The organization’s global work against torture continues, but will focus in particular on five countries where torture is rife and Amnesty International believes it can achieve significant impact. Substantive reports with specific recommendations for each will form the spine of the campaign.In Mexico the government argues that torture is the exception rather than the norm, but in reality abuse by police and security forces is widespread and goes unpunished. Miriam López Vargas, a 31 year-old mother of four, was abducted from her hometown of Ensenada by two soldiers in plainclothes, and taken to a military barracks. She was held there for a week, raped three times, asphyxiated and electrocuted to force her to confess that she was involved in drug-related offences. Three years have passed, but none of her torturers have been brought to justice.Justice is out of reach for most torture survivors in the Philippines. A secret detention facility was recently discovered where police officers abused detainees ‘for fun’. Police officers reportedly spun a ‘wheel of torture’ to decide how to torture prisoners. Media coverage led to an internal investigation and some officers being dismissed, but Amnesty International is calling for a thorough and impartial investigation which will lead to the prosecution in court of the officers involved. Most acts of police torture remain unreported and torture survivors continue to suffer in silence.In Morocco and Western Sahara, authorities rarely investigate reports of torture. Spanish authorities extradited Ali Aarrass to Morocco despite fears he would be tortured. He was picked up by intelligence officers and taken to a secret detention centre, where he says they electrocuted his testicles, beat the soles of his feet and hanged him by his wrists for hours on end. He says the officers forced him to confess to assisting a terrorist group. Ali Aarass was convicted and sentenced to 12 years behind bars on the basis of that “confession”. His allegation of torture has never been investigated.In Nigeria, police and military personnel use torture as a matter of routine. When Moses Akatugba was arrested by soldiers he was 16 years old. He said they beat him and shot him in the hand. According to Moses he was then transfered to the police, who hanged him by his limbs for hours at a police station. Moses says he was tortured into signing a “confession” that he was involved in a robbery. The allegation that he confessed as a result of torture was never fully investigated. In November 2013, after eight years waiting for a verdict, Moses was sentenced to death.In Uzbekistan, torture is pervasive but few torturers are ever brought to justice. The country is closed to Amnesty International. Dilorom Abdukadirova spent five years in exile after security forces opened fire on a protest she was attending. On returning to Uzbekistan, she was detained, barred from seeing her family, and charged with attempting to overthrow the government. During her trial, she looked emaciated with bruising on her face. Her family are convinced she had been tortured.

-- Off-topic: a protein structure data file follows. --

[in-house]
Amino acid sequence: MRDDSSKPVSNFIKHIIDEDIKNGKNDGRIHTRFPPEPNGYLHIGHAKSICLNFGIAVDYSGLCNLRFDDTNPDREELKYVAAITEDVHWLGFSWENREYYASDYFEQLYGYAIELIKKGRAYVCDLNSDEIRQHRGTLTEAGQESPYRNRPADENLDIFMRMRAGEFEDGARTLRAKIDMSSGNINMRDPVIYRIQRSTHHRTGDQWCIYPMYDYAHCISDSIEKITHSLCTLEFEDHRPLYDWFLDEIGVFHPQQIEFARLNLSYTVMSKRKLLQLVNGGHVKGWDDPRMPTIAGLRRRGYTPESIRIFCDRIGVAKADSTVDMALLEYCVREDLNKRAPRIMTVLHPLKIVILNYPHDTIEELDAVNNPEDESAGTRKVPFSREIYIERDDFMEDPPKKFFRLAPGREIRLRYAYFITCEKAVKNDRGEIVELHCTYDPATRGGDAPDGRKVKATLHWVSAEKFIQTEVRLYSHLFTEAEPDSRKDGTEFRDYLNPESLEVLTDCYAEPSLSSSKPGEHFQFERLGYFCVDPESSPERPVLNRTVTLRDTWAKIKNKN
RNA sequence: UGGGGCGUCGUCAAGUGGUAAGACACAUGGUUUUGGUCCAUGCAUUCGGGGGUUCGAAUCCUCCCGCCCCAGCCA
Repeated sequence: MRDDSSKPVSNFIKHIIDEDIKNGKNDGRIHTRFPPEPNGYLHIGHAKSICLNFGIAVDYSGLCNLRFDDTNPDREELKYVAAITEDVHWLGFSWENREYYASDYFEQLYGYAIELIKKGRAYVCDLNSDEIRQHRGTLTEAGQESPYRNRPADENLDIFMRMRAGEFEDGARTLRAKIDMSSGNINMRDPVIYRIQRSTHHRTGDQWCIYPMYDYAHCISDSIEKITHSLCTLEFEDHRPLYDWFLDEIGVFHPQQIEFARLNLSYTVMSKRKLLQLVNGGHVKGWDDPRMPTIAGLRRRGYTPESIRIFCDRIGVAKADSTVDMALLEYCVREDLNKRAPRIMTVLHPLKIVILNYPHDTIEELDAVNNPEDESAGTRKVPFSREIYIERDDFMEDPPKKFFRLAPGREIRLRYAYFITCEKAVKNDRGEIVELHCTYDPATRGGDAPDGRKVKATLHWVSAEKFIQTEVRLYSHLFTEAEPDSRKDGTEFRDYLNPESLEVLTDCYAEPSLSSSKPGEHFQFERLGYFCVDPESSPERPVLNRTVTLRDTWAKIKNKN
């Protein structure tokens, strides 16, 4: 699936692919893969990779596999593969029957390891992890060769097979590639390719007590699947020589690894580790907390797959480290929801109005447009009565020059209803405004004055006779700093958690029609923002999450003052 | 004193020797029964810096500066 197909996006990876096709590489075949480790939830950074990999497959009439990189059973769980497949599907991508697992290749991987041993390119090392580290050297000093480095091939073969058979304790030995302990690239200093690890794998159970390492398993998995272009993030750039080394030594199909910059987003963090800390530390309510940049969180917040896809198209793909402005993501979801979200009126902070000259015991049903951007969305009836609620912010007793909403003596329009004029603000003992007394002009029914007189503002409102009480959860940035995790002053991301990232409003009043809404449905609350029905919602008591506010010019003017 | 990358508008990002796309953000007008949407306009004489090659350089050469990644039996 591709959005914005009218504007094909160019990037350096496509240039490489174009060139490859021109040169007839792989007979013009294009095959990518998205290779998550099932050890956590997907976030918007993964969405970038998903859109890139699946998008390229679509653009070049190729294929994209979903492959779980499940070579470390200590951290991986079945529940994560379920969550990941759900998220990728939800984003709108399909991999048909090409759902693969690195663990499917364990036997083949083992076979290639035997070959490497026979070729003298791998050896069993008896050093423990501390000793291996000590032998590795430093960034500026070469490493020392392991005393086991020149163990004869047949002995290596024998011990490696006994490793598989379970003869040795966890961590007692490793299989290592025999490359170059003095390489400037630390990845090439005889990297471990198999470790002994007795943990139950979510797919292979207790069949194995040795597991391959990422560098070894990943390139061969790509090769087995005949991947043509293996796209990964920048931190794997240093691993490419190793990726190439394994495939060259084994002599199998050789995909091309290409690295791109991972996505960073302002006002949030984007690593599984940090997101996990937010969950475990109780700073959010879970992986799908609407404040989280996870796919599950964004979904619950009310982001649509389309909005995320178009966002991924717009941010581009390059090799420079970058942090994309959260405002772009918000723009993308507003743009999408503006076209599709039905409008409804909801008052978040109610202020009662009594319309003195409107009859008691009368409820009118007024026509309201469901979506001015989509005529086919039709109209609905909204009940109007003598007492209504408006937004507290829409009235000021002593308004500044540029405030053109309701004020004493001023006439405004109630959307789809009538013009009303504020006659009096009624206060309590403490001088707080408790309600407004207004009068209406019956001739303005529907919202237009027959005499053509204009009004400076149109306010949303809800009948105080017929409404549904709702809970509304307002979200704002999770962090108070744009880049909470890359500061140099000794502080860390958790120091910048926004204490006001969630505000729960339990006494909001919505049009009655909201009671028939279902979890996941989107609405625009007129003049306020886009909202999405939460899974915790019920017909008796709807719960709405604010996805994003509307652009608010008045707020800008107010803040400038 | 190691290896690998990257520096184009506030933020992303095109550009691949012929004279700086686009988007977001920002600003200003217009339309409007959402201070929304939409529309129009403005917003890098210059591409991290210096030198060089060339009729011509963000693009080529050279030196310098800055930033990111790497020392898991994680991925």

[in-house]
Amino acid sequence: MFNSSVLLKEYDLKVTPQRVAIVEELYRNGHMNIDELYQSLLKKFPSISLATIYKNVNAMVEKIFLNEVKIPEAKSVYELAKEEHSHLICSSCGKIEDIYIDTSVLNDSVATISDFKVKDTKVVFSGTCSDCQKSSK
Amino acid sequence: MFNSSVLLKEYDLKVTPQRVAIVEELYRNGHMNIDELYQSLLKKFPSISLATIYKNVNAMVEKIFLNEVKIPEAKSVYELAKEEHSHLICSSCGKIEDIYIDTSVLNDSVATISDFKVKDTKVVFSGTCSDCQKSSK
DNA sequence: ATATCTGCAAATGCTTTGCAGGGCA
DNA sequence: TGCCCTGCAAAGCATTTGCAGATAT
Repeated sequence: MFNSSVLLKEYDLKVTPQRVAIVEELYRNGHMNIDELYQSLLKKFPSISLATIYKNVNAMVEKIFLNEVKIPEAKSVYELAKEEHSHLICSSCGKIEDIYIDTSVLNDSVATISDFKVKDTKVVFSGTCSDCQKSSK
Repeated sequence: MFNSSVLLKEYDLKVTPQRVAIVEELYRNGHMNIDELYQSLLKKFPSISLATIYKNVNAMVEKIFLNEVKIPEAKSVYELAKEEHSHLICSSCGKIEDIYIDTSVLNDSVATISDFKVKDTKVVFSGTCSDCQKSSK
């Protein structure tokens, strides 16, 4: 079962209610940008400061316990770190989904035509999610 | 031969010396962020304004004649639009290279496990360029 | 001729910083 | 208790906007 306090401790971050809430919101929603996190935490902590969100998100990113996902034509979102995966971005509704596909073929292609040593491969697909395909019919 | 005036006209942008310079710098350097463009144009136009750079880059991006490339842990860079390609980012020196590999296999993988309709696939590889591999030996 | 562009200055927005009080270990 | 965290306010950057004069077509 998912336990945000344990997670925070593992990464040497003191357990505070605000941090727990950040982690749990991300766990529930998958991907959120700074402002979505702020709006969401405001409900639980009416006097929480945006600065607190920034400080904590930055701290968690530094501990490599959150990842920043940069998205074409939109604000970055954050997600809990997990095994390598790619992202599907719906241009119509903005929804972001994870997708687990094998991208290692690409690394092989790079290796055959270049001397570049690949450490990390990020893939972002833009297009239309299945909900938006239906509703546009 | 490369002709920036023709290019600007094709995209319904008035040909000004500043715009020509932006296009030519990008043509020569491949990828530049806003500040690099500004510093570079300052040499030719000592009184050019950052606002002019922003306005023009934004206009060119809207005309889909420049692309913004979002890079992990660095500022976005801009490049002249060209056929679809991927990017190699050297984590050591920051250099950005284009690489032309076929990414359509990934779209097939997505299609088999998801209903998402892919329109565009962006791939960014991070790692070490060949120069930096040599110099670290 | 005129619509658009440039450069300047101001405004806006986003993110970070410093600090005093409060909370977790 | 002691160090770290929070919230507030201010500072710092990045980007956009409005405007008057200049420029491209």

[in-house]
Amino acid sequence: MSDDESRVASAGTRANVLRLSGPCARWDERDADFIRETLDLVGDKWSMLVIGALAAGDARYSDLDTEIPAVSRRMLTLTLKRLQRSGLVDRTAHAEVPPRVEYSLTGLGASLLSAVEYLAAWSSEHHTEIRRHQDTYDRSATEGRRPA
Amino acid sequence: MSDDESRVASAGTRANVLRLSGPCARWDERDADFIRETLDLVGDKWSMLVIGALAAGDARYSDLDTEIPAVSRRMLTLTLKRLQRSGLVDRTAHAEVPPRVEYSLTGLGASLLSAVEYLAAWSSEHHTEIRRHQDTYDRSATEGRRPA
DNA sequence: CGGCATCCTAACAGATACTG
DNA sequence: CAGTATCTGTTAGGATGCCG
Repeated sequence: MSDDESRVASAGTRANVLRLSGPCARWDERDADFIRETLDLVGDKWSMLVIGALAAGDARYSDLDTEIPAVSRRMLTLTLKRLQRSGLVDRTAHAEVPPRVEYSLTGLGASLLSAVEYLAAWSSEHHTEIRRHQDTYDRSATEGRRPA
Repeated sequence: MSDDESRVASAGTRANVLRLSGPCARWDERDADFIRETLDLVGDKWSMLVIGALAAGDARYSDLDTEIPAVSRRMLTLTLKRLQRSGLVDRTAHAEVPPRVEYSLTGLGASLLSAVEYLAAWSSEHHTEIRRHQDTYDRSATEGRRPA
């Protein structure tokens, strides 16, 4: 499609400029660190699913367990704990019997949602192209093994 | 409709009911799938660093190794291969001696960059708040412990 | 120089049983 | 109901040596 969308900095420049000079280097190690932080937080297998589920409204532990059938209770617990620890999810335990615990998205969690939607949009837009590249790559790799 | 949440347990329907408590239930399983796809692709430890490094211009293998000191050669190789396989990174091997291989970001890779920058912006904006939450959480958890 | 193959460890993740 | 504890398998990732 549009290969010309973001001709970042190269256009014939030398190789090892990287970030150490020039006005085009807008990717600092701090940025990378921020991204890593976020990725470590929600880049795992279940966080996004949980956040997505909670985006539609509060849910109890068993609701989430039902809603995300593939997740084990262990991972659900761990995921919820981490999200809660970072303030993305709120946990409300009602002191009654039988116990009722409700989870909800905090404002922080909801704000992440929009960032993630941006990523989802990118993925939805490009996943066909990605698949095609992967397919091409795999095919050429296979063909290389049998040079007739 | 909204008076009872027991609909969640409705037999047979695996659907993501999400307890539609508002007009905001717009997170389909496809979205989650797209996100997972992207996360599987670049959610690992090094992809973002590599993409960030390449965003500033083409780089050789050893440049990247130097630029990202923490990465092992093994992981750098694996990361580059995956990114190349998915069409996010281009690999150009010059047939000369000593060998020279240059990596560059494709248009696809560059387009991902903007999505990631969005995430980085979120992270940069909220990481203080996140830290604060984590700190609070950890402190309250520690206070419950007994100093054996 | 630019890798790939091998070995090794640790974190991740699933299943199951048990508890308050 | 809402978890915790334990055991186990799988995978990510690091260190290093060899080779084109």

“Thirty years ago Amnesty led the campaign for a worldwide commitment to combat torture resulting in the UN’s Convention Against Torture. Much progress has been made since, but it is disheartening that today we still need a worldwide campaign to ensure that those promises are fulfilled,” said Salil Shetty.